My sister ….. told me that our mother and father had visited her again. They had stood at the bottom of her bed and smiled at her…. She was talking to them but they were not answering her just smiling. My mother had died in 1953 and my father in 1998. I was quite upset at the time because I wondered why they had not come to see me!…. About a month later, she died. Now, if I’m not feeling too well and wake up in the middle of the night, I always check whether anybody is at the bottom of my bed.” This information about a future event, even if it is not recognised as such at the time, is thus non-local and raises the possibility that a shift in consciousness possibly by a loosening of the mind/body linkage, has started to occur. If that hypothesis is correct, then the leaking of non-local events into ordinary awareness would be one of the predictions.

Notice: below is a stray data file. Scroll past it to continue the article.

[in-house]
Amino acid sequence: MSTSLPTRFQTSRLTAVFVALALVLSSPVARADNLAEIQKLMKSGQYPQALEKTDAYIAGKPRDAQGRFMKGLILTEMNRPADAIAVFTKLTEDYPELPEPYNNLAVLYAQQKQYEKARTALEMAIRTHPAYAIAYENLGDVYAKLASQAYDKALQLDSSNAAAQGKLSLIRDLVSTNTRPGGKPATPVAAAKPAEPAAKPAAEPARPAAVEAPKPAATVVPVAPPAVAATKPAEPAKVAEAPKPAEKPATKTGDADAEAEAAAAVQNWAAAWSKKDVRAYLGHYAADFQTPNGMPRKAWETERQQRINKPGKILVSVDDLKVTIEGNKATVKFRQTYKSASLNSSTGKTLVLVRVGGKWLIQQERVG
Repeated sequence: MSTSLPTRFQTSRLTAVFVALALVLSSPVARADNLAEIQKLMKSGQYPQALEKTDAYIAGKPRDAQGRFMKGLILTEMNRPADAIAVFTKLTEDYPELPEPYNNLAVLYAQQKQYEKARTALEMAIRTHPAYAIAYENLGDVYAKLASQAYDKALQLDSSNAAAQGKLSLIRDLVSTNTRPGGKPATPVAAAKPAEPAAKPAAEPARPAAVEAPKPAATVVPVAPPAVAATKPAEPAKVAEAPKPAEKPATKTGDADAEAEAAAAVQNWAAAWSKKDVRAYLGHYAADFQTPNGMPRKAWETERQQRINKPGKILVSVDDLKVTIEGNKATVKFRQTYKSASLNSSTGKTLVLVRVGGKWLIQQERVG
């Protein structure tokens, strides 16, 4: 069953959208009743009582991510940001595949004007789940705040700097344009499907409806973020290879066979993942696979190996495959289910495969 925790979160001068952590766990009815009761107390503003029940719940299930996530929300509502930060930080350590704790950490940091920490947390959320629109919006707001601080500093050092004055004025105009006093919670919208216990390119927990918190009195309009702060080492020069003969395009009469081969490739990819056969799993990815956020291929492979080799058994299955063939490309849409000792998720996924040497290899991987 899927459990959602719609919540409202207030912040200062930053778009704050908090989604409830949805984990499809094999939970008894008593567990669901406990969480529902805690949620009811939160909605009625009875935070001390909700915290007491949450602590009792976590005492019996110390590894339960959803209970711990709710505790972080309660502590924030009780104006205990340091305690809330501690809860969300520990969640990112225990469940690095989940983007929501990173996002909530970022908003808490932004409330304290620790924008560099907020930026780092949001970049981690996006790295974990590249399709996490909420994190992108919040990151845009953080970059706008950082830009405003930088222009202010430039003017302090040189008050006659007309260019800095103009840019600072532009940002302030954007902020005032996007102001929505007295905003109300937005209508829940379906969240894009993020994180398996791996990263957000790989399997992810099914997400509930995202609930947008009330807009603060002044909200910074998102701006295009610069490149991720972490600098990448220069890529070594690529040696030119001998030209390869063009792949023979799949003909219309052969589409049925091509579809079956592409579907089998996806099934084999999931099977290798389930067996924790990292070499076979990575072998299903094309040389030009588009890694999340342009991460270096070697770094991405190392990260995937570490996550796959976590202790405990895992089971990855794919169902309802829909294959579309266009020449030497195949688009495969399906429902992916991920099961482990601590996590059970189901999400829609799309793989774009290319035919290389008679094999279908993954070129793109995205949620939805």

Stage deathbed visions 54% of carers reported visions of dead relatives or religious figures who appear to come and sit on the dying person’s bed and have the express purpose of taking them away. Interviews we have carried out in hospices and nursing homes suggest that in the weeks before death the dying are ‘visited’ by dead relatives. These visions are highly structured and appear to the dying in three-dimensional space. The dying will look to a particular corner of the room and address their comments to the ‘visitor.’ Rarely the visitors are seen by carers or relatives, most usually by children. “One lady was fading at the age of 97, just slipping away. She was talking to someone, we could see her doing it but no one was there. We asked her later who it was and she said it was her sister Betty who had died 6 months previous. She said Alice Betty would come for her the next day at 2.30pm. I started work the next day at 2pm and asked ‘is she still here’? I was told she was dying and as I was new to the job, someone would stay with me and see me through the death experience. Just before 2.30pm, she opened her eyes briefly, whispered Alice Betty, held out her hand and passed away peacefully. I saw nothing, felt nothing cold, but to be on the safe side said, ‘Hello Betty.’” The data from the two studies we have carried out suggests the most common visions – 25% of 118 visions – were of parents. 17% were of persons unknown often spiritual, 14% were greeted with joy but the dying were to ill to speak and identify them, 14% were spouses, 9% siblings, 3% grandparents and 14% other relatives. These visions evoke very positive feelings in the dying, who smile, seem pleased to see them and communicate with them in a positive way. The visitors often indicate that they have come to be with the dying and look after them as they transit in the death process. Sometimes they will set a precise date – for example saying they will be back on Tuesday – and occasionally even give a time. The dying are sometimes reluctant to accept this deadline, often because someone they very much want to say goodbye to has not yet arrived and sometimes they are allowed this short extension of life. We also have one or two accounts of a dying person refusing to go, though unfortunately this makes little difference to the visitors who take them anyway. “My sister heard Dad talking very crossly to someone in his room. Fearing that one of her children had gone in and upset him she went in to see what was going on. Only Dad was there in his bed. My sister asked him who he was talking to. He replied “I was telling the angels that I was not ready to go yet!” He knew I was coming and was determined to stay alive until I had seen him.” The hospice staff recognises that when a patient reports such visits they are near to death. Interestingly, after such a visit the language of the dying changes to ‘journeying language,’ they will say for example, “my uncle is coming and I will be going with him”. “She told us that she wouldn’t be there the next day as “these people” would”pick her up when she fell and take her on a journey” “My mother told me shortly before she died that she saw my late father arrive on a white horse with the intention of ‘collecting her’, but she tripped up the horse and refused to get on the back of the horse with my father.” Do the images of these dead visitors arise in memory or are they indeed true non-local phenomena? In favour of them being non-local are the few accounts we have had of people who have had visions of relatives they thought were still alive though they had in fact died. The surprise with which these visitors are greeted suggests that expectation and the need for comfort cannot easily explain such cases. Hospice nurses Maggie Callanan and Patricia Kelley describe the case of a Chinese woman, a Buddhist, whose husband had died some years before. “… ‘I will join him soon’, she said, but one day she seemed very puzzled. ‘Why is my sister with my husband?’ she asked. ‘They are both calling me to come.’ ‘Is your sister dead?’ I asked. ‘No, she still lives in China’, she said. ‘I have not seen her for many years’. When I related this conversation to the daughter she was astonished and tearful. ‘My aunt died two days ago in China’, Lily said. ‘We decided not to tell mother….’” (Callanan and Kelley, 1998).If we accept the mechanism that I have proposed, as we are now coming closer to death, consciousness is now beginning to loosen in a significant way, and this shifting consciousness will make non-local phenomena much stronger. It is interesting to compare these apparitions with the visions of relatives seen in the near death experience and their appearance in the alternative new reality (see below) which the dying often describes. It suggests that these phenomena are all part of one continuous process of dying.